The State Education Department is taking its show on the road this year, hosting a number of conferences to help teachers prepare for the upcoming school year.
Engage-OK kicked off Monday morning at Broken Arrow High School. More than 1,000 educators and administrators crowded the high school, ready to bone up on new state and federal standards for the coming year.
They were all also preparing themselves for larger class sizes and fewer resources.
State School Superintendent Joy Hofmeister compares this year's legislative session to walking on broken glass.
School budgets were cut and Oklahoma teachers are now the lowest paid in the nation. Still, Hofmeister said we can't afford to let our children suffer the consequences.
“Because, what we know is our students aren't going to be able to wait. They are in need of the best education for the first grade, second grade, third grade. They don't get a do-over year. We have got to get it right,” she said.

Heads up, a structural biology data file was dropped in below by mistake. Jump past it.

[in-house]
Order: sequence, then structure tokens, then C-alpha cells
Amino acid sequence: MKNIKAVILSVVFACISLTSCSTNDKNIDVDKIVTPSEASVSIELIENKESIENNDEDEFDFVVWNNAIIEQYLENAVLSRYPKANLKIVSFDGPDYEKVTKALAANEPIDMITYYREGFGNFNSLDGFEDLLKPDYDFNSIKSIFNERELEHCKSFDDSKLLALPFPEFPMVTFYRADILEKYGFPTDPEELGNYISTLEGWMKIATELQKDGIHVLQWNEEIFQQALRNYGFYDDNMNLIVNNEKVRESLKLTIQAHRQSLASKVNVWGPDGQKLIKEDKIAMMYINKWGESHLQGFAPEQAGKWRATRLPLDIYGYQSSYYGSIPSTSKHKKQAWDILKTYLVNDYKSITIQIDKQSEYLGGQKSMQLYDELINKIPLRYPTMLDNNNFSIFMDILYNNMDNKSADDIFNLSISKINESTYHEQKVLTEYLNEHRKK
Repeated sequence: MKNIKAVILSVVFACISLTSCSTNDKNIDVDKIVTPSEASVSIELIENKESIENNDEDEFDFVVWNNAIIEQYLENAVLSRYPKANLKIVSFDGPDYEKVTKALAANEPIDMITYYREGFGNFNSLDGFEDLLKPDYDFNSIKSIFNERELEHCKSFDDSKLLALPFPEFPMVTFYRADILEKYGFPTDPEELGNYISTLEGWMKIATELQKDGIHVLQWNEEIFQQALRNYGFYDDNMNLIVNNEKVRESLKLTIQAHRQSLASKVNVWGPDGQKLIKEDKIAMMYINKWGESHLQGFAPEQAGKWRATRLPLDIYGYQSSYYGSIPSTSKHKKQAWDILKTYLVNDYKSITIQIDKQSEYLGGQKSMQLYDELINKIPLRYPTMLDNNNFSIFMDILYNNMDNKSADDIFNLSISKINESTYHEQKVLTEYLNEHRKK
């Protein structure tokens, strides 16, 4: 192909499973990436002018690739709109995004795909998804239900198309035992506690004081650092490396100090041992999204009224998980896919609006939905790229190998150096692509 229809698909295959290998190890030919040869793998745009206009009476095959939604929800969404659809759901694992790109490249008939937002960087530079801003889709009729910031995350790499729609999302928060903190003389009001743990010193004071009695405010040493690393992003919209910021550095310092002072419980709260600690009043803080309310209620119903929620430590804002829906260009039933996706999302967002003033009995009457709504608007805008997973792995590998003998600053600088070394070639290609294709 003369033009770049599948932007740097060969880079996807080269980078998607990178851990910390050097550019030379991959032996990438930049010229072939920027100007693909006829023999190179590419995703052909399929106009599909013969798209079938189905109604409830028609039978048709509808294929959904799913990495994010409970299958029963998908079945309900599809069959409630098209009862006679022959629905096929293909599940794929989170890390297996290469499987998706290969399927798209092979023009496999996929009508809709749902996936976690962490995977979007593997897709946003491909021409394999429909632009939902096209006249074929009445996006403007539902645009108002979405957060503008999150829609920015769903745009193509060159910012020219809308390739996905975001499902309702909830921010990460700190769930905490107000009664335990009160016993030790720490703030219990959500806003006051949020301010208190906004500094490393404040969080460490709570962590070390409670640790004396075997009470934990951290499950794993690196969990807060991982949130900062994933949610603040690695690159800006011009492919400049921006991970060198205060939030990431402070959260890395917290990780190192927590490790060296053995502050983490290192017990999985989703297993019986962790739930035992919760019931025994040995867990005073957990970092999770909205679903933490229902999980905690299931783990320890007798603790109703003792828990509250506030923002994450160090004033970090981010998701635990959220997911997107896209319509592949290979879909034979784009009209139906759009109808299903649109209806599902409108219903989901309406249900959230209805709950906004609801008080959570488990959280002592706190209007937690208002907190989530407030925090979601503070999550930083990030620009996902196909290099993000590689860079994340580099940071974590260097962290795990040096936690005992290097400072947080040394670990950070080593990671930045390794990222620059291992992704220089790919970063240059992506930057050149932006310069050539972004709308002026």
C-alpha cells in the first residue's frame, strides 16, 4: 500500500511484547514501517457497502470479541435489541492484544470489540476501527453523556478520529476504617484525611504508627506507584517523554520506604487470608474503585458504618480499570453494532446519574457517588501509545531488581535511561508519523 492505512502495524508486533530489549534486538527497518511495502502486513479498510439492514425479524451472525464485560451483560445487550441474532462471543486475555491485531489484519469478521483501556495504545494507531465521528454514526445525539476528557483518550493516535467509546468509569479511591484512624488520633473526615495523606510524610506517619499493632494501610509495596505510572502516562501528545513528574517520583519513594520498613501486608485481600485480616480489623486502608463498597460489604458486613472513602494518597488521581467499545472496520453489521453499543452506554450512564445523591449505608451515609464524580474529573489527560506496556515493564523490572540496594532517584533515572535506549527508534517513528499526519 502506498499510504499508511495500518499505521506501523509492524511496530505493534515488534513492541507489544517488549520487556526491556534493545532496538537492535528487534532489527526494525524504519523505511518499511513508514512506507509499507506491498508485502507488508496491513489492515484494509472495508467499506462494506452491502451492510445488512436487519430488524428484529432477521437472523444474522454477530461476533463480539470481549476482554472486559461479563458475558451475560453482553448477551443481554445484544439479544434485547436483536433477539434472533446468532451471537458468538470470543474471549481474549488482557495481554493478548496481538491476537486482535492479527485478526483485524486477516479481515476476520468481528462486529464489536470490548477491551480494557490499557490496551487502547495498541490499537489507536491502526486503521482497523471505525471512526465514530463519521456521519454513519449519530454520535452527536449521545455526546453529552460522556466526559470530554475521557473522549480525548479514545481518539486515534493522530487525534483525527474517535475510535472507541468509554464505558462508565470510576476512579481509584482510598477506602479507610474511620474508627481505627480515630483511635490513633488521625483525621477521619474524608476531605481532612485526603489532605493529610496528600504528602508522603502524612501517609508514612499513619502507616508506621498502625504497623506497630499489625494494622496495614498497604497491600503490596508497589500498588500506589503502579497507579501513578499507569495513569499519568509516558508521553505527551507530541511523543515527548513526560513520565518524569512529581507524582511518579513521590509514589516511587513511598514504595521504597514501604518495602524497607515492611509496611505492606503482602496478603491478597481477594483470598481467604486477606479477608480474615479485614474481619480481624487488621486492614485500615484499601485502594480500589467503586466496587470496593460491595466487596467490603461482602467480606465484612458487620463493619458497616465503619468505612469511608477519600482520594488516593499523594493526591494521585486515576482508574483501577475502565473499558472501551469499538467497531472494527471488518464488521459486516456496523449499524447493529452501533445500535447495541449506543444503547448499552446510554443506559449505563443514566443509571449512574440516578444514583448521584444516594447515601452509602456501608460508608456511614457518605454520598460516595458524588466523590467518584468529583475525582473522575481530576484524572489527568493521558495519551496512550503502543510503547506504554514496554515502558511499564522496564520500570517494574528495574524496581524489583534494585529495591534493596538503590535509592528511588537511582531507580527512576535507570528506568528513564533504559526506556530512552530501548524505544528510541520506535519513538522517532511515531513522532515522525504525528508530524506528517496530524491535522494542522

Many of the break-out sessions focused on the changes that will be expected of teachers in the coming year; it’s becoming something of a ritual.
Math teachers, for example, are being asked to embrace their fourth new set of standards in the last four years.
Nonetheless, the educators we spoke with remain generally optimistic, although many at the conference also had a message for parents.
Pretty Water teacher, Maggie Bennett said, “We're going to take care of your children. We're going to make sure they get the education they need. But stay involved with the legislature. Pay attention to how our legislators are supporting, or not supporting, public education.”
At the opening of the conference, Hofmeister played a story on an Iowa teacher leadership initiative that I reported on earlier this year.
She’s trying to get a similar program established in Oklahoma. The legislature has approved the concept, but, so far, not found the money to pay for it.
The Broken Arrow conference continues Tuesday, and similar conferences will be held this month in five other locations throughout the state.